December 14th, 2016 ~ Vol. 85 No. 49
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Looking Back - John Kinnear
Spirit Wrestlers and an Oxford Graduate - More about Cowley
Looking Back
Peter Lordly Verigin - Spiritual leader and visionary
Getting back to the Cowley story, I promised last week to revisit the area and expand on a couple of elements in the account that are very noteworthy. The first of these would be, chronologically, the background on that noted pioneer rancher of the Cowley area, Fredrick W. Godsal.

Godsal at one time ran one of the largest ranches in the area near Cowley, between the South and Middle Forks of the Oldman River. Probably some of the finest grazing lands one can find in the foothills. A true rancher’s paradise. He was a very community orientated individual and a powerful advocate of cattle interests like the Western Stock Grower’s Association. But it was his encouragement of the establishment of a federal park (public reserve) at Waterton that I most admire.

F.W. Godsal came from a well-to-do family in Isoyd Park, Shropshire, England and it is said he was educated in both Eaton and Oxford. As a young man he actually ran a coffee plantation in Ceylon (Sri Lanka) before coming to Canada in 1882 to stay with the then Governor-General who was known officially as the Marquis of Lorne. The Marquis’ actual name was (you ready for this?) John George Edward Henry Douglas Sutherland Campbell. John Campbell’s wife, Princess Louise, was the daughter of Queen Victoria. You remember Vicky don’t you? Reigned for 63 1/2 years, married her first cousin and had nine children.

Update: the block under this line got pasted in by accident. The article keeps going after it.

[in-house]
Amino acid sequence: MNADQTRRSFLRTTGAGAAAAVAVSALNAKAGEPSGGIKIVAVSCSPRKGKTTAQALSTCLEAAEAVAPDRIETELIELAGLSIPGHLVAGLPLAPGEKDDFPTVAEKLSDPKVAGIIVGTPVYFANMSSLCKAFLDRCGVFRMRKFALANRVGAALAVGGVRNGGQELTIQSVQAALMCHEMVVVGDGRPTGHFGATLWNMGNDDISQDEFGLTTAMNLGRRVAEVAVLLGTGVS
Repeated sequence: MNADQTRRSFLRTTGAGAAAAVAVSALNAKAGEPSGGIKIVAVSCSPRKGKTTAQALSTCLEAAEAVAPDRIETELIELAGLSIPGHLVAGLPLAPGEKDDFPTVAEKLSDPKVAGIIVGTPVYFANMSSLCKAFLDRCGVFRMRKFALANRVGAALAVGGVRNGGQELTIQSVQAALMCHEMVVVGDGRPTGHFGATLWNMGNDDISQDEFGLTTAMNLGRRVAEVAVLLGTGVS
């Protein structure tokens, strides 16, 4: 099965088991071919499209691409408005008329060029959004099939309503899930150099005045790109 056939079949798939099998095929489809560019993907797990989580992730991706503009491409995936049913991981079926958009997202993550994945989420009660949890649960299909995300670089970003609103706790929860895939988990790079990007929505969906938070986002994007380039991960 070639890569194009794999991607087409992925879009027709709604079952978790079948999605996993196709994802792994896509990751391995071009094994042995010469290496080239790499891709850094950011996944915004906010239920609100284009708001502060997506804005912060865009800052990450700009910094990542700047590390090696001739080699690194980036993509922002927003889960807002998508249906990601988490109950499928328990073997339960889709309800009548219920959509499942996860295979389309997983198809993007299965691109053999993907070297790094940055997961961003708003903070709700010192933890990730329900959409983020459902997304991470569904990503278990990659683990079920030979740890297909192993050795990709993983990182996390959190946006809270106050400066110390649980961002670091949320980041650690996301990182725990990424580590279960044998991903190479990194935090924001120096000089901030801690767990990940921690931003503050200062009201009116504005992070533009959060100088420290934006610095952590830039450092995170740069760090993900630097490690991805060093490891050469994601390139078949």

Queen Elizabeth ll surpassed that record in 2015 and is still going strong. This all sort of matters I guess because Lake Louise is named after Princess Louise and the Province of Alberta was almost called Louise when the Northwest Territories were subdivided into new districts (Athabasca, Assiniboine, Saskatchewan and Louise?). Fortunately she demurred and requested that her other name Alberta, given to her by her father Prince Albert, be used. Somehow coming from Louise, Canada just doesn’t sit right does it?
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But I digress. Well it seems the Marquis recognized the enormous ranching possibilities out this way and encouraged Godsal to come see this opportunity and try out ranching which he did with great success. The lands he acquired had easy access to water and it is said at one time included part of as many as 30 sections of land. During the 1890’s his herd of Shorthorns was rumoured to number as many as 3,500.

On the Waterton issue we find in Graham MacDonald’s book “Where the Mountains Meet the Prairies: A History of Waterton Country” the following comments on Godsal’s involvement in the Waterton reserve concept. “The importance of the nearby mountains as a source of headwaters, fish, and wildlife brought together apparently disparate individuals in a discussion of public reserves and their ideal nature. Along with F. W. Godsal, Kootenai Brown was one of those who participated in the conversation, gradually becoming an active proponent for the establishment of a public reserve at Waterton in the mid 1890’s.” It was Godsal’s prodding of William Pearce, who was then with the federal Department of the Interior, about the value of a park reserve that got the ball finally rolling. But that is another story.

Getting back to Godsal’s ranch. The arrival of the CPR in 1898 had some fairly negative impacts on his South Fork Ranch which included cutting through part of his lease, the introduction of noxious weeds to his pasturelands and of course the worry about grass fires caused by the trains which were considerable. By the first decade of this century F.W. was almost 60 and the landscape changes he had witnessed and his advancing age led him to seek retirement and sell the rest of his ranch some of which were purchased by the Doukhobor community. Godsal ranched for over 35 years near Cowley and left a remarkable ranching legacy before his passing in Victoria, B.C. in 1935 at the age of 82.